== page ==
A women's rights activist from Jordan, during an İstanbul conference on women's empowerment in the midst of the Arab revolutions, told Today's Zaman on Thursday that such collaboration among women activists is not only beneficial but also crucial for gender equality in the region.
The conference, a joint venture between the Women Entrepreneurs Association of Turkey (KAGİDER) and the German foundation Konrad-Adenauer-Stiftung (KAS), brought together activists, academics, opinion leaders and journalists from Turkey, Germany, the Middle East and North Africa at the Point Hotel Barbaros to discuss the advancement of women's rights as democratic uprisings sweep the region.
Dr. Lina Shabeeb, deputy dean of student affairs at the University of Jordan, said the sharing of experiences among women's rights activists like those during the “Arab Spring and Women” regional workshop is “necessary for building a good platform of agreement and support” among women's rights activists and opinion leaders. “That is what must be done before we deal with controversial issues. And that is what we are doing here,” she said.
Establishing a common ground among women's rights activists is crucial for effective organization, as the “opposition is strong,” Shabeeb warned following the first session of the workshop, which focused on the development of women's political rights.
As the activists and academics from various backgrounds, countries and ideologies shared their individual stories of success and challenges with one another, the differences among them seemed to melt away. “At the end of the day, we can learn from one another,” said Shabeeb as the women identified their similar concerns and hopes for the advancement of gender equality.
Professor Claudia Derichs from the University of Marburg in Germany, the moderator of the conference, said she may not be Muslim or from the Arab Spring region, but she does share at least one very important characteristic with the activists beside her. “I may be a Catholic from Germany, but most importantly I am a woman.”
The activists, while simultaneously highlighting impressive developments as well as setbacks, echoed the hope for a promising future even though they realized the road ahead is long and arduous for women in North Africa and the Middle East as they tackle rigid gender norms, discrimination and exclusion from political and social life.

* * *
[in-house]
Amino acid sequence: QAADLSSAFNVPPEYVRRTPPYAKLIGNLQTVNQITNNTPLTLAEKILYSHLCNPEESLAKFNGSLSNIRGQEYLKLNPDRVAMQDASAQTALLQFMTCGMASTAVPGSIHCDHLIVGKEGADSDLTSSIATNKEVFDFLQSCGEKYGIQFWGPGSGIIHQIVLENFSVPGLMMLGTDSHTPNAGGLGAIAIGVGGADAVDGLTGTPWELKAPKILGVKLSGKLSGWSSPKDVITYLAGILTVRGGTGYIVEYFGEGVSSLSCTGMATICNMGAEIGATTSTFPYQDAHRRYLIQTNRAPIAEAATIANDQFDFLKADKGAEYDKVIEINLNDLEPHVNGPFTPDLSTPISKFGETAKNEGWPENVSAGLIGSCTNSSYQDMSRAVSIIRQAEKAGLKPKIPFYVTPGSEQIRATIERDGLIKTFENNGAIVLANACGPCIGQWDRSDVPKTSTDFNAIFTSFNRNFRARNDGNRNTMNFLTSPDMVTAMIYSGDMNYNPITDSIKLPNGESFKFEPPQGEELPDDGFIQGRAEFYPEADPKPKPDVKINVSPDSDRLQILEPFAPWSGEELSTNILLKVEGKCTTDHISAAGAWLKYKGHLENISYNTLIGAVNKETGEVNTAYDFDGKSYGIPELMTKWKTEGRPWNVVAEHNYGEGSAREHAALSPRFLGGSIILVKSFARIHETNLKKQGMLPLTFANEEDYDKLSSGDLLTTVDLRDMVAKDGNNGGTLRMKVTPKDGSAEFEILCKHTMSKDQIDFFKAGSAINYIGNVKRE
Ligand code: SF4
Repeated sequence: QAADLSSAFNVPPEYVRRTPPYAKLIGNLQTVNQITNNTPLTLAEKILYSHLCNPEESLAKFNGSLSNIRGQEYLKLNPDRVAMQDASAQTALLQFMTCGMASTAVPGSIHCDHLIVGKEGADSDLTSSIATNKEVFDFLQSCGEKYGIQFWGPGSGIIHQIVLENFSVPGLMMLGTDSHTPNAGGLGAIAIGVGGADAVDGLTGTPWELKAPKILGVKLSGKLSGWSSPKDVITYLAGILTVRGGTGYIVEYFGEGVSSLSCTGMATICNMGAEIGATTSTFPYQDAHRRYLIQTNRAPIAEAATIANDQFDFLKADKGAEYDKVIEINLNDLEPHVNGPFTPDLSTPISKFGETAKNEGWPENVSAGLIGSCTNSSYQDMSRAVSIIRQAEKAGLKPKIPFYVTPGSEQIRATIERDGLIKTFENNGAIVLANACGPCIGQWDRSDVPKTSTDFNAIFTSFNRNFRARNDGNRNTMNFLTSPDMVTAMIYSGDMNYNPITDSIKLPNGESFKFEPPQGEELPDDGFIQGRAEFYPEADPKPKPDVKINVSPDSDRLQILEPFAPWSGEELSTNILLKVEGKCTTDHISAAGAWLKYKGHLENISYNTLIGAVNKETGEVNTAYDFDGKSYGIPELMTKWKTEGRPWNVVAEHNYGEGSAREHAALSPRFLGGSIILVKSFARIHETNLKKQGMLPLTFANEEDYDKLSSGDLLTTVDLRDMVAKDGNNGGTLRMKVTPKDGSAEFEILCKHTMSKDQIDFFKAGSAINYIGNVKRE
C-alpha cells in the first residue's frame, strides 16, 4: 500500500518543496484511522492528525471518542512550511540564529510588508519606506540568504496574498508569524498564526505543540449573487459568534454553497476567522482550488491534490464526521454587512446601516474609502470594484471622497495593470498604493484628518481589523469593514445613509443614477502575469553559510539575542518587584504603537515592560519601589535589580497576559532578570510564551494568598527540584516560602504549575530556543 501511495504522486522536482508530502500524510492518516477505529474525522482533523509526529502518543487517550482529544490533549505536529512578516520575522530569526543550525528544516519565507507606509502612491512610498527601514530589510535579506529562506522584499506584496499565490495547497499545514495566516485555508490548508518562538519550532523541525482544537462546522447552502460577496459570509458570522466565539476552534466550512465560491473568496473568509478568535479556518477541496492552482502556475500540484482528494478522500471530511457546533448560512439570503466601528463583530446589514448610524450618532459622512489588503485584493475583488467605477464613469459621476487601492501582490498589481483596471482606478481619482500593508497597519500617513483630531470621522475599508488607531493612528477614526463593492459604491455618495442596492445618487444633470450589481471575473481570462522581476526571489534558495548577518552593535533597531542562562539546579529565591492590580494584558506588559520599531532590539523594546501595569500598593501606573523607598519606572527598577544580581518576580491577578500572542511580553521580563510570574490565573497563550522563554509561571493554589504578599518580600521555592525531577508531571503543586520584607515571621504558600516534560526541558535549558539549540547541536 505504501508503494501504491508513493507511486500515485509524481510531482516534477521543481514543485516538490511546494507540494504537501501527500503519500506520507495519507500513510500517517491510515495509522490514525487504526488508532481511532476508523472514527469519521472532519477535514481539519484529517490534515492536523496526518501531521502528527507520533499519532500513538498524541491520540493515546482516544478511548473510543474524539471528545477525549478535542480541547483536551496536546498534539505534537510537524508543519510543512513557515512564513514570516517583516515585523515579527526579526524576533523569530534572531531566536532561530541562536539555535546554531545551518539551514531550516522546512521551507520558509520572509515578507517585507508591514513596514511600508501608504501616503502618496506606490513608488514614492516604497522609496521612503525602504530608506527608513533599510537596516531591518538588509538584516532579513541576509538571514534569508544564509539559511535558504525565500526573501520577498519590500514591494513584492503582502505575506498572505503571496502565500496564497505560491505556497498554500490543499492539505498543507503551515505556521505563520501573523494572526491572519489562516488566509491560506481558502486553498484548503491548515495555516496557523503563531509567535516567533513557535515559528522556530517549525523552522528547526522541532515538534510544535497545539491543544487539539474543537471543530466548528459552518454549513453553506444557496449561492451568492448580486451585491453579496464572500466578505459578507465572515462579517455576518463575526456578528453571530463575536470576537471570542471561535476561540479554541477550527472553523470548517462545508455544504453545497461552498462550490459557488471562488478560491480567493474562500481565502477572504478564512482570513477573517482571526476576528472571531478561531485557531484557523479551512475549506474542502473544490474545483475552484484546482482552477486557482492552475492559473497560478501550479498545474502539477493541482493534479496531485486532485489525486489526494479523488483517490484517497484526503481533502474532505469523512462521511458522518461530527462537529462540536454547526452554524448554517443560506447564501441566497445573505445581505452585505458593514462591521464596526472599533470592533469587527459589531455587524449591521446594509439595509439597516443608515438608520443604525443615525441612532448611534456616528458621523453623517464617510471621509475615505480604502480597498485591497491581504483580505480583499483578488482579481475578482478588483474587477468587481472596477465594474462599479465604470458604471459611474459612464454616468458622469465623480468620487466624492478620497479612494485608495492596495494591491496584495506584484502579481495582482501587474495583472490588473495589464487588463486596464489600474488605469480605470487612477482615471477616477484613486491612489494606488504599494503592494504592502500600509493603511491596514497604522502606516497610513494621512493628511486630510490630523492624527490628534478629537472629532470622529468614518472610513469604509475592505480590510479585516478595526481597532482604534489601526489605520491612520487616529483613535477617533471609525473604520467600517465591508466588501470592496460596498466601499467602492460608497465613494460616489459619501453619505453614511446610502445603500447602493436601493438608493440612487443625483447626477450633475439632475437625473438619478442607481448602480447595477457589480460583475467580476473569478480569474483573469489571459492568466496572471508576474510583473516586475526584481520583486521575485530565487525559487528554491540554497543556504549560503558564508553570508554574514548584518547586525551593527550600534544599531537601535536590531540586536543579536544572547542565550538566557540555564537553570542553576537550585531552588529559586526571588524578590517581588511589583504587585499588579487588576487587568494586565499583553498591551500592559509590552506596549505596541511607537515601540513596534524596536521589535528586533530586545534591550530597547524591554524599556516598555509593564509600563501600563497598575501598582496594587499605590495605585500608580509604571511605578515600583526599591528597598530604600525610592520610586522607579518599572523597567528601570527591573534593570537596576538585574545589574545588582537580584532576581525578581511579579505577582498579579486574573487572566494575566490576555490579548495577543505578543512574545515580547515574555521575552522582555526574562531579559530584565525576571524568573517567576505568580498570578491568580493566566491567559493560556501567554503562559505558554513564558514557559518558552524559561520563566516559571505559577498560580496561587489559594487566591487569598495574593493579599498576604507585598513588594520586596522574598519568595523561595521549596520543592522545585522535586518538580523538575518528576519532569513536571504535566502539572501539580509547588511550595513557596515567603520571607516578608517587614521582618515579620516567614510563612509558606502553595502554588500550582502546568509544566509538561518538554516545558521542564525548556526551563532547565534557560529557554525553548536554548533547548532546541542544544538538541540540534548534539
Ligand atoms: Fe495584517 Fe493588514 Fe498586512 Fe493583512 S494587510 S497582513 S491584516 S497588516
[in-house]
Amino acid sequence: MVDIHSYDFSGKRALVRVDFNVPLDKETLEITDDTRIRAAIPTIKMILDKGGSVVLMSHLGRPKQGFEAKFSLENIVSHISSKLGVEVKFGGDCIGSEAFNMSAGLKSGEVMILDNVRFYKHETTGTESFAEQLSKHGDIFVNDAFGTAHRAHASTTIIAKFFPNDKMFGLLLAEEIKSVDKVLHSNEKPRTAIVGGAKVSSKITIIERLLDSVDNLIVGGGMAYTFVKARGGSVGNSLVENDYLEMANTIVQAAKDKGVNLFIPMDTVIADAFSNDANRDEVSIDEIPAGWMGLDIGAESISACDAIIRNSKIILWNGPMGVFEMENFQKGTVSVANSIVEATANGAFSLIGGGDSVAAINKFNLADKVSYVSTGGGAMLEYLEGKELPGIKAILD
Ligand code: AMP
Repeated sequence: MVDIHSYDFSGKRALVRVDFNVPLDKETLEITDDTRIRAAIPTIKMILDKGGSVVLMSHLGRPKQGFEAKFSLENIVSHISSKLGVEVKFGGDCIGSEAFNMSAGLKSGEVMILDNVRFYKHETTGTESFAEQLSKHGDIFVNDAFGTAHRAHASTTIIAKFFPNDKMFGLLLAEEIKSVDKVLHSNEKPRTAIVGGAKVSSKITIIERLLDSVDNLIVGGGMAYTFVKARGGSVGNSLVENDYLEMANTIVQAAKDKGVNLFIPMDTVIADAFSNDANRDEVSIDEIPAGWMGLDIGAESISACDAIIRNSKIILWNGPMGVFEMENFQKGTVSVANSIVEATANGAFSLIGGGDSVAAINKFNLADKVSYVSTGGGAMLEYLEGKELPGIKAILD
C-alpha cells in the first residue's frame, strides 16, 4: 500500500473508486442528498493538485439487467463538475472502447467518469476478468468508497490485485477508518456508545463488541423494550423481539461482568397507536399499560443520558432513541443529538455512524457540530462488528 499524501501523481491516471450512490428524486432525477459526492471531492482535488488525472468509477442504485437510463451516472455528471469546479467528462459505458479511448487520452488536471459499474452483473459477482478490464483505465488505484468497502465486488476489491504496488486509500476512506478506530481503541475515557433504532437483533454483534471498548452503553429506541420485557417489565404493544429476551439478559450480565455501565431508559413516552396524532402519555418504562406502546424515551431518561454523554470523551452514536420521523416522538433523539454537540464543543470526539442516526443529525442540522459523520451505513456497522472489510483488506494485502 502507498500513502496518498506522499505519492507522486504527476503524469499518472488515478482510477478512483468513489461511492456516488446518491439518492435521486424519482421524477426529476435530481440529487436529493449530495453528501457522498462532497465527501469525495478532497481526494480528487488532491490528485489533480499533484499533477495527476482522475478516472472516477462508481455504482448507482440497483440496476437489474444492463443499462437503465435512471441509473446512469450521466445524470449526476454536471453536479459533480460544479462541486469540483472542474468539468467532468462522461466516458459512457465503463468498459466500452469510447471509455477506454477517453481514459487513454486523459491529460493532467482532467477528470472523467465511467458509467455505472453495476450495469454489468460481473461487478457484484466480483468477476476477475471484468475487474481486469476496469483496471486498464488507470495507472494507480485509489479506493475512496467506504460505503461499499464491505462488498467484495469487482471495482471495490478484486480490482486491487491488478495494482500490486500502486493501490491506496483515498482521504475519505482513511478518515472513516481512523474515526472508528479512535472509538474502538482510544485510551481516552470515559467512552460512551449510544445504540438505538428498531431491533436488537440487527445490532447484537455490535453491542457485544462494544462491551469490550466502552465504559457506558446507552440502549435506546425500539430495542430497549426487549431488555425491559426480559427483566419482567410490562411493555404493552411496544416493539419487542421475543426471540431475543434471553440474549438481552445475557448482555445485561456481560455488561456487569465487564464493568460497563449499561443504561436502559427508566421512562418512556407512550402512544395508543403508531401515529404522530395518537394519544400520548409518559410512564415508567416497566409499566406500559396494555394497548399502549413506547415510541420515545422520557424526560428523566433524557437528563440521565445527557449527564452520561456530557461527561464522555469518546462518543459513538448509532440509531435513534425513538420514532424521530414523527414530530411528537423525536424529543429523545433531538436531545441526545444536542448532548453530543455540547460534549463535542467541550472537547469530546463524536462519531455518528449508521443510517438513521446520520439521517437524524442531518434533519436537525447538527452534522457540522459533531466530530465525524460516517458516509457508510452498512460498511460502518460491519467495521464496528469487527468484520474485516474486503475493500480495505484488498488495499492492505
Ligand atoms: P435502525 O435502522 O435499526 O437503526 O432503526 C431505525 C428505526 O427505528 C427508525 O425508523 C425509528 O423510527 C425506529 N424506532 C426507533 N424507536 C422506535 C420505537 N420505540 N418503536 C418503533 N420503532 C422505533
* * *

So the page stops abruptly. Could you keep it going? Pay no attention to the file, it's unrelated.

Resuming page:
Dr. Arzu Celalifer Ekinci, the Middle East and Iranian affairs expert at the International Strategic Research Organization (USAK) in Turkey, said gender inequality in the region is evident in every element of society. According to Ekinci, women make up one-third of the workforce in the Middle East.
The opinion leaders underlined the difference between women's overwhelming participation in the thrust of political upheaval and the regression in post-transitional periods. “In times of transition, people's ears get bigger. Leaders want to listen to everyone and promises are made. This is the most convenient time for women to stand up,” said Çiğdem Aydın, president of the Association for Education and Supporting Women Candidates (KA-DER) in Turkey. “Arab women don't miss it,” she urged.
“The greatest impact of the Arab Spring,” Ekinci emphasized, “can be seen in Saudi Arabia, where women were granted the right to vote and to sit on Shariah Councils.” This development is impressive, she continued, “in a country where women can't drive.” This means young girls will be able to grow up with the hope of having their voices heard in politics, Ekinci added.
The director of the NAHDA (“awakening” in Arabic) Network in Lebanon, Ceren Kenar warned that both secularism and political Islam can pose threats for the attainment of women's rights in the region. With the rise of Islamist parties in the wake of toppled regimes, Kenar said women's rights activists must work with Islamists, “which has not really been done up to this point.”
The participants brainstormed specific measures to increase women's political participation and representation. “I am not against quota systems, but they are tricky,” Derichs said of quota systems in legislative bodies, an issue also contested in Turkey. “In my opinion, the balance sheet is not as important as much as quality, that these women's voices make a difference,” Derichs said. She pointed to Afghanistan as an example, where she said a 25 percent quota for female deputies was put in place. “They had the seats, but at the end of the day there was no connection made among the women from different tribes,” she said.